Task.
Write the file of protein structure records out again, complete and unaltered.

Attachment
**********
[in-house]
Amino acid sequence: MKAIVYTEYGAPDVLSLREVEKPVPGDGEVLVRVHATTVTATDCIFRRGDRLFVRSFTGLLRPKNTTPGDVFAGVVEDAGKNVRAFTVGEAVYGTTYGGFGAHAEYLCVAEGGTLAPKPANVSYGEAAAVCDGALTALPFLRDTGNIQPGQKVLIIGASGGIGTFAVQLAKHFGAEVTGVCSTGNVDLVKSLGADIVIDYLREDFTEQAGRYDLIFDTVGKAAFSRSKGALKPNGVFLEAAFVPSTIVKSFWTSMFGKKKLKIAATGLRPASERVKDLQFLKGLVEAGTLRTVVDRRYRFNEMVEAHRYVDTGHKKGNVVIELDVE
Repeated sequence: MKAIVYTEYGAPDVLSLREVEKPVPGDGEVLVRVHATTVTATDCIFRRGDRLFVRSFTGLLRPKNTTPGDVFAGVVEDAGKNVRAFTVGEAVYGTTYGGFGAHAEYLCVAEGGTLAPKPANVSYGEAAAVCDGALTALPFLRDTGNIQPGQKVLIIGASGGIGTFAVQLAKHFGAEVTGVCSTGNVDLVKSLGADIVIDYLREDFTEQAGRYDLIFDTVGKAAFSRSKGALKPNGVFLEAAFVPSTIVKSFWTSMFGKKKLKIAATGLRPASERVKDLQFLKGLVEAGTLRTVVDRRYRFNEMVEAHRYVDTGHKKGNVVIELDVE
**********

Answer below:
[in-house]
Amino acid sequence: MKAIVYTEYGAPDVLSLREVEKPVPGDGEVLVRVHATTVTATDCIFRRGDRLFVRSFTGLLRPKNTTPGDVFAGVVEDAGKNVRAFTVGEAVYGTTYGGFGAHAEYLCVAEGGTLAPKPANVSYGEAAAVCDGALTALPFLRDTGNIQPGQKVLIIGASGGIGTFAVQLAKHFGAEVTGVCSTGNVDLVKSLGADIVIDYLREDFTEQAGRYDLIFDTVGKAAFSRSKGALKPNGVFLEAAFVPSTIVKSFWTSMFGKKKLKIAATGLRPASERVKDLQFLKGLVEAGTLRTVVDRRYRFNEMVEAHRYVDTGHKKGNVVIELDVE
Repeated sequence: MKAIVYTEYGAPDVLSLREVEKPVPGDGEVLVRVHATTVTATDCIFRRGDRLFVRSFTGLLRPKNTTPGDVFAGVVEDAGKNVRAFTVGEAVYGTTYGGFGAHAEYLCVAEGGTLAPKPANVSYGEAAAVCDGALTALPFLRDTGNIQPGQKVLIIGASGGIGTFAVQLAKHFGAEVTGVCSTGNVDLVKSLGADIVIDYLREDFTEQAGRYDLIFDTVGKAAFSRSKGALKPNGVFLEAAFVPSTIVKSFWTSMFGKKKLKIAATGLRPASERVKDLQFLKGLVEAGTLRTVVDRRYRFNEMVEAHRYVDTGHKKGNVVIELDVE